Joseph Smith: Rough Stone Rolling, Richard Lyman Bushman’s biography of the Mormon prophet Joseph Smith, is the crowning achievement of the new Mormon history, an intellectual and historiographical movement that carried the story of the Latter-day Saints into the cultural mainstream just as Mormonism itself was moving in from the margins to find a place on the American religious landscape as a respectable belief system and an upstanding faith community. Still embryonic in the 1950s, this intellectual wave did not fully take shape as a movement until a substantial cohort of young members of the Church of Jesus Christ of Latter-day Saints headquartered in Salt Lake City, Utah (the LDS Church), and the Reorganized Church of Jesus Christ of Latter Day Saints headquartered in Independence, Missouri (the RLDS Church), earned their doctorates in history from reputable graduate schools outside the Mormon culture region. Bushman, a lifelong member of the LDS Church who earned his degree at Harvard University, was one of this band of well-schooled scholars.
In the 1960s historians in the forefront of the new Mormon history created a stable framework for the movement by establishing the Mormon History Association and, along with other young Mormon intellectuals, beginning publication of Dialogue: A Journal of Mormon Thought. Perhaps inadvertently, both LDS ecclesiastical bodies also facilitated development of the new Mormon history in two direct ways. In creating modern church bureaucracies, both ecclesiastical institutions added staff and professionalized their historical and archival departments, hiring well-trained historians as they did so. Both also improved their church-related educational institutions, constructing new facilities and expanding their faculties. This meant that new teaching positions for young LDS and RLDS historians with secular training opened up in the history departments at Brigham Young University (BYU) in Utah, Ricks College in Idaho (later renamed Brigham Young University–Idaho), and Graceland College in Iowa.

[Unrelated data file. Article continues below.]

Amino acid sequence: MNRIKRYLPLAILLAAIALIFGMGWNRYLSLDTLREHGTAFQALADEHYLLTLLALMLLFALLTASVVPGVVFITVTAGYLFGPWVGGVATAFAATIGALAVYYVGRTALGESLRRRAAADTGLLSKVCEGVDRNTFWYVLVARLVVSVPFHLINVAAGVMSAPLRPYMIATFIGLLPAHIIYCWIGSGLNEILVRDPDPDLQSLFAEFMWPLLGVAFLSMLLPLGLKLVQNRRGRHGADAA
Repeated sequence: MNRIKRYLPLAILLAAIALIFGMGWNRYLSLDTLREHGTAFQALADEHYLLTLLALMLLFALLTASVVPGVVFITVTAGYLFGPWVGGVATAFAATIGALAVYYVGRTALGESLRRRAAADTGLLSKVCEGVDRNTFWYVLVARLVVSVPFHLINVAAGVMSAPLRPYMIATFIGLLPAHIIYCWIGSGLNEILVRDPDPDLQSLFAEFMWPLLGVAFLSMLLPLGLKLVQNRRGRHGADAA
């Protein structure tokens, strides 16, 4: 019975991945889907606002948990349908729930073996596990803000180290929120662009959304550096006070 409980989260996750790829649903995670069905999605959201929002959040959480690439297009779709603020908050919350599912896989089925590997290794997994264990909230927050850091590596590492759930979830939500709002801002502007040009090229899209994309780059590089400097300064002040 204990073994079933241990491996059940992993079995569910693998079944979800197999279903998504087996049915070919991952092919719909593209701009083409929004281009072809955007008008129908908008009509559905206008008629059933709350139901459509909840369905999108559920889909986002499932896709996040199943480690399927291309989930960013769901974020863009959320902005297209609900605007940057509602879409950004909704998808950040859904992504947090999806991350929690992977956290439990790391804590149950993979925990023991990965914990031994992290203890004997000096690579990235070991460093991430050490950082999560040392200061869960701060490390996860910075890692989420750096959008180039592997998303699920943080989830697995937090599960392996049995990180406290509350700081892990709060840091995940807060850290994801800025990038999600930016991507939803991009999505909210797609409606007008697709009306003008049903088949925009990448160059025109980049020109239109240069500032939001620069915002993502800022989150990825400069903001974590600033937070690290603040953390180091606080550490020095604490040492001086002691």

The new historiography of Mormonism built on the work of four notable historians without graduate training in history—Bernard DeVoto, Dale L. Morgan, Fawn McKay Brodie, and Juanita Brooks—who published significant works on the Mormon past in the 1940s and 1950s. All four had “Mormon DNA,” as Lavina Fielding Anderson put it in writing about another prominent LDS scholar. Unlike most practitioners of the new Mormon history, with the exception of Brooks, whose status as a good Mormon housewife was never challenged, these precursors were distanced from the church.
Brodie was the only member of the historical quartet who addressed the beginnings of Mormonism. She did so in No Man Knows My History, a work published by Alfred A. Knopf in 1945 when the author was only thirty years old. Her unassailable Mormon birthright as the niece of the man who would become the prophet-president of the Church of Jesus Christ of Latter-day Saints in 1950 had not prevented her from becoming an outspoken skeptic, and as would be expected, her skeptical stance clearly figured in her writing about the first Mormon prophet. It probably also figured in the mixed reception the book received. In the public press as represented by Newsweek and Time, Brodie’s work was hailed as “a definitive biography in the finest sense of the word,” one that exhibited the author’s “skill, scholarship and admirable detachment.” Other reviews signaled that it would be embraced by rationalist intellectuals as the best study of the prophet ever written. After the publication of a revised and enlarged edition in 1971, Marvin S. Hill, a BYU professor and an authority on Smith, penned an extended review in which he reported that “for more than a quarter century [Brodie’s biography] has been recognized by most professional American historians as the standard work on the life of Joseph Smith and perhaps the most important single work on early Mormonism.”
By Joseph Smith